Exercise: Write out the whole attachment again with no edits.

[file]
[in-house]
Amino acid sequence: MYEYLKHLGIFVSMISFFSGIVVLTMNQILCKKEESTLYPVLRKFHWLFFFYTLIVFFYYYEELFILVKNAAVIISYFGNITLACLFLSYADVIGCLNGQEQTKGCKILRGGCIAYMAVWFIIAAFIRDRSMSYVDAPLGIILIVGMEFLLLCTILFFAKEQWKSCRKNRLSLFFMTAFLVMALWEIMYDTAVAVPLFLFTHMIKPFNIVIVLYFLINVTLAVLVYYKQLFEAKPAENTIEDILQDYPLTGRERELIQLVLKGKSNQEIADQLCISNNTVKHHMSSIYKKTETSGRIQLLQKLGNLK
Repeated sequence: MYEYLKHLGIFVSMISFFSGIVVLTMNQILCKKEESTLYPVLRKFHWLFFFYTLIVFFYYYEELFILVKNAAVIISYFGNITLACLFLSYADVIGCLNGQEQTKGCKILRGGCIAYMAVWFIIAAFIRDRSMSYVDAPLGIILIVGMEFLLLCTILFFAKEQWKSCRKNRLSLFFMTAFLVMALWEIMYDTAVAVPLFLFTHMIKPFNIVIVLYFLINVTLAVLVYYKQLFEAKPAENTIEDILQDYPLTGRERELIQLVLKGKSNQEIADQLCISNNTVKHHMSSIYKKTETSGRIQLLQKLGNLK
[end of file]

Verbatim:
[in-house]
Amino acid sequence: MYEYLKHLGIFVSMISFFSGIVVLTMNQILCKKEESTLYPVLRKFHWLFFFYTLIVFFYYYEELFILVKNAAVIISYFGNITLACLFLSYADVIGCLNGQEQTKGCKILRGGCIAYMAVWFIIAAFIRDRSMSYVDAPLGIILIVGMEFLLLCTILFFAKEQWKSCRKNRLSLFFMTAFLVMALWEIMYDTAVAVPLFLFTHMIKPFNIVIVLYFLINVTLAVLVYYKQLFEAKPAENTIEDILQDYPLTGRERELIQLVLKGKSNQEIADQLCISNNTVKHHMSSIYKKTETSGRIQLLQKLGNLK
Repeated sequence: MYEYLKHLGIFVSMISFFSGIVVLTMNQILCKKEESTLYPVLRKFHWLFFFYTLIVFFYYYEELFILVKNAAVIISYFGNITLACLFLSYADVIGCLNGQEQTKGCKILRGGCIAYMAVWFIIAAFIRDRSMSYVDAPLGIILIVGMEFLLLCTILFFAKEQWKSCRKNRLSLFFMTAFLVMALWEIMYDTAVAVPLFLFTHMIKPFNIVIVLYFLINVTLAVLVYYKQLFEAKPAENTIEDILQDYPLTGRERELIQLVLKGKSNQEIADQLCISNNTVKHHMSSIYKKTETSGRIQLLQKLGNLK